In the last decades we saw a revival of militant atheism, especially in the Anglo-Saxon world. We think of Christopher Hitchens, Richard Dawkins, Sam Harris, Daniel Dennett and so on, favored by modern media of communication. So there was this revival of these fighters for atheism. How do you see this?
It is difficult to say something about this. Nowadays when people look for opinions they usually ask a very narrow group of “experts” who act as a sort of spokespersons about atheism, agnosticism. In some cases, for example in France, there was the case I referred to before about the separation between Church and state. There are atheists who look for a sincere exchange. I would say that the situation is quite fluid. I am sorry that certain media outlets that are strongly attached to certain specific ideologies close in on themselves repeating the same issues. In the cultural field indeed there are many people, opinions, ideas, but these groups keep repeating the same things.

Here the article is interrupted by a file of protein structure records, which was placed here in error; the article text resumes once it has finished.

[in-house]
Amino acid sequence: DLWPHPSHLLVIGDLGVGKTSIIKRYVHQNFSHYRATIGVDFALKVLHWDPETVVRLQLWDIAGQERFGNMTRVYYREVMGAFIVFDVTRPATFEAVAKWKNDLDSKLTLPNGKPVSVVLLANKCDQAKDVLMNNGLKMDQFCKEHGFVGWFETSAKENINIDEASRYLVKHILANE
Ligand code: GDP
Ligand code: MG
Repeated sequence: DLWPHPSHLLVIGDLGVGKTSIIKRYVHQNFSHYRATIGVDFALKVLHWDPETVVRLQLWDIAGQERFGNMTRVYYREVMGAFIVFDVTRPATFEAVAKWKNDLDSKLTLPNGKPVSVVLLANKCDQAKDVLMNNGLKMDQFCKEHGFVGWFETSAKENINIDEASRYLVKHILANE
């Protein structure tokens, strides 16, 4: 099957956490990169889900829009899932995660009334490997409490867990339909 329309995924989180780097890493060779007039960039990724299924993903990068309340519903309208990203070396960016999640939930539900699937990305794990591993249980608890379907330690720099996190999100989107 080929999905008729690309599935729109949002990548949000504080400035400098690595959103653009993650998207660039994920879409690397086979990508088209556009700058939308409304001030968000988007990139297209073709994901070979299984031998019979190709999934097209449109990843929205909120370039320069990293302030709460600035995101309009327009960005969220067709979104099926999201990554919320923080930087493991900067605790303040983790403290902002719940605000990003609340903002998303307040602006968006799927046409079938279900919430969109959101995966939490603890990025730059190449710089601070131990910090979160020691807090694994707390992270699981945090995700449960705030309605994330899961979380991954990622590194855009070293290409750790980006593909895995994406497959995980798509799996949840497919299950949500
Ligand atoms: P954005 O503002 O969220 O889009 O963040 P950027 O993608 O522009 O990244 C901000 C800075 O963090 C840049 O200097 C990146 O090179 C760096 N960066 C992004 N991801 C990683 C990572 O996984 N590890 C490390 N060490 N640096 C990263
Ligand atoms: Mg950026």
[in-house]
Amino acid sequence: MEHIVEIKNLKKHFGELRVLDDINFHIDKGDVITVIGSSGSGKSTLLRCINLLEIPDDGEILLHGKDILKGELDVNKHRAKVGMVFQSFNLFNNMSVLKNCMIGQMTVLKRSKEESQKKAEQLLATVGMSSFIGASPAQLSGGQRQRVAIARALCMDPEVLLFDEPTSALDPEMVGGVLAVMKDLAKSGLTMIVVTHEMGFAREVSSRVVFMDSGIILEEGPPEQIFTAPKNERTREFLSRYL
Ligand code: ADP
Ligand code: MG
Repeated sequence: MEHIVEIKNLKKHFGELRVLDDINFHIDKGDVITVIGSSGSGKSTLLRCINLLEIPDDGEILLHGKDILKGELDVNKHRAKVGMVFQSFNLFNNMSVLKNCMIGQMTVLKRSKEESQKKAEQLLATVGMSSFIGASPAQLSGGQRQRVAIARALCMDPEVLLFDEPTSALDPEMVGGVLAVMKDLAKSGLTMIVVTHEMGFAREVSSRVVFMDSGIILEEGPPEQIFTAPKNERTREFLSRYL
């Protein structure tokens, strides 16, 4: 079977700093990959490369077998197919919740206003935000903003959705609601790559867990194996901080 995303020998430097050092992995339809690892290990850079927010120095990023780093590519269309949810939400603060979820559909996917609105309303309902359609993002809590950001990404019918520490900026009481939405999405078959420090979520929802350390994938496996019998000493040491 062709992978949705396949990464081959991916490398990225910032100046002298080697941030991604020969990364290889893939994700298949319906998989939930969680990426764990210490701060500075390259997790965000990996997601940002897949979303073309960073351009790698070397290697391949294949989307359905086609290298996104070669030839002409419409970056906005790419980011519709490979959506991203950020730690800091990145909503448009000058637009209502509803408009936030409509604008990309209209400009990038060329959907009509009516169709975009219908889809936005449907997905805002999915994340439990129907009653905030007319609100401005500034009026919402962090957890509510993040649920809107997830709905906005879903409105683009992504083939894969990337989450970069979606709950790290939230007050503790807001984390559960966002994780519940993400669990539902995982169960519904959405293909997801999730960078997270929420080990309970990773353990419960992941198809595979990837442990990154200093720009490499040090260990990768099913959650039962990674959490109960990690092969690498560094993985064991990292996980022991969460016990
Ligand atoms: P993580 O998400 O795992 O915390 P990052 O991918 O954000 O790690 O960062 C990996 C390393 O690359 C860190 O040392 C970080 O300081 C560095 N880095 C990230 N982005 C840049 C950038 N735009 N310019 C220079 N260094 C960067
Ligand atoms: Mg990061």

You are a priest of the Opus Dei Prelature. I would like to know if you have known well Saint Josemaria Escrivá de Balaguer and Blessed Álvaro del Portillo.
When I arrived here in Rome I was not even 20. I met with the founder and I gave my availability to be a priest. I entrusted my vocation to him and I was ordained priest in 1966. So I was with him from 1958 to the time of his death. And also with the Blessed Álvaro del Portillo I was close. What I have received from them is a great help for prayer, for apostolate, for service to others and I always saw in them a beautiful and joyful example, always bearing with them the cross. The Church will also bear the cross and in the cross there is also happiness.